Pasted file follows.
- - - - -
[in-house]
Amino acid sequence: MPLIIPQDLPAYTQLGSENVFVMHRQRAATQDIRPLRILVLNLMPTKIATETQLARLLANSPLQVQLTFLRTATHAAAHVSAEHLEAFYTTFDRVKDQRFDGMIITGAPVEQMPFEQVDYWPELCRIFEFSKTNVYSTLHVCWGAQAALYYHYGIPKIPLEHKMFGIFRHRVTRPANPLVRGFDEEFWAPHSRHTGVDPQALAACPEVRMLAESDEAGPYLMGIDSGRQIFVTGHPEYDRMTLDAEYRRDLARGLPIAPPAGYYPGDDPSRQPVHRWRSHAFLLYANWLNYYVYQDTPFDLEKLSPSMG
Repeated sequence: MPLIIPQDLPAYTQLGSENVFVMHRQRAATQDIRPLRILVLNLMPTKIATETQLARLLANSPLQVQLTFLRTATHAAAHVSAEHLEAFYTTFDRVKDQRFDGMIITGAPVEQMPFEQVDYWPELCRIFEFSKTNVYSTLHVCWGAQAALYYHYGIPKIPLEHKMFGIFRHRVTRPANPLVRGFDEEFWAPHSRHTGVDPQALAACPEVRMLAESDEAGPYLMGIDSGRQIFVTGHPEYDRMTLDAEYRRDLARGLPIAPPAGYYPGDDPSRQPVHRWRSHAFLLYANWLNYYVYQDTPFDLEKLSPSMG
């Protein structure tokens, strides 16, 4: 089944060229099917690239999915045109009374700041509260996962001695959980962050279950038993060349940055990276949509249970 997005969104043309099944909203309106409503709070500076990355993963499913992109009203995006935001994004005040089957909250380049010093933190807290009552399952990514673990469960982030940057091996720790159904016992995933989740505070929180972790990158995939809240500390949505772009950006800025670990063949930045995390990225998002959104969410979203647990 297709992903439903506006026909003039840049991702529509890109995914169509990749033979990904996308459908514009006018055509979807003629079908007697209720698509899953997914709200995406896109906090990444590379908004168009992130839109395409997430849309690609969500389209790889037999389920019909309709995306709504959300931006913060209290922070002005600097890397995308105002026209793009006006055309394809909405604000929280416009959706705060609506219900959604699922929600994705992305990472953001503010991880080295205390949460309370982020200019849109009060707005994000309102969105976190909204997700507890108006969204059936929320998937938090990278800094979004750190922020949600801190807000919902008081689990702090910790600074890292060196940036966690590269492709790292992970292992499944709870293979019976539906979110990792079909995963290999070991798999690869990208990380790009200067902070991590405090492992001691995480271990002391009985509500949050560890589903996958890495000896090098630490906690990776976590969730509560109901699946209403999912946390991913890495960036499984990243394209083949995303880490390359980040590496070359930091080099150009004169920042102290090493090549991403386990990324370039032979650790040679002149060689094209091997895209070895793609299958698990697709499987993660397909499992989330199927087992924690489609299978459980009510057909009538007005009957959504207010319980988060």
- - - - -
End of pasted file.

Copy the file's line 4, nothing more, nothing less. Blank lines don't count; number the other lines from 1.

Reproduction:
């Protein structure tokens, strides 16, 4: 089944060229099917690239999915045109009374700041509260996962001695959980962050279950038993060349940055990276949509249970 997005969104043309099944909203309106409503709070500076990355993963499913992109009203995006935001994004005040089957909250380049010093933190807290009552399952990514673990469960982030940057091996720790159904016992995933989740505070929180972790990158995939809240500390949505772009950006800025670990063949930045995390990225998002959104969410979203647990 297709992903439903506006026909003039840049991702529509890109995914169509990749033979990904996308459908514009006018055509979807003629079908007697209720698509899953997914709200995406896109906090990444590379908004168009992130839109395409997430849309690609969500389209790889037999389920019909309709995306709504959300931006913060209290922070002005600097890397995308105002026209793009006006055309394809909405604000929280416009959706705060609506219900959604699922929600994705992305990472953001503010991880080295205390949460309370982020200019849109009060707005994000309102969105976190909204997700507890108006969204059936929320998937938090990278800094979004750190922020949600801190807000919902008081689990702090910790600074890292060196940036966690590269492709790292992970292992499944709870293979019976539906979110990792079909995963290999070991798999690869990208990380790009200067902070991590405090492992001691995480271990002391009985509500949050560890589903996958890495000896090098630490906690990776976590969730509560109901699946209403999912946390991913890495960036499984990243394209083949995303880490390359980040590496070359930091080099150009004169920042102290090493090549991403386990990324370039032979650790040679002149060689094209091997895209070895793609299958698990697709499987993660397909499992989330199927087992924690489609299978459980009510057909009538007005009957959504207010319980988060």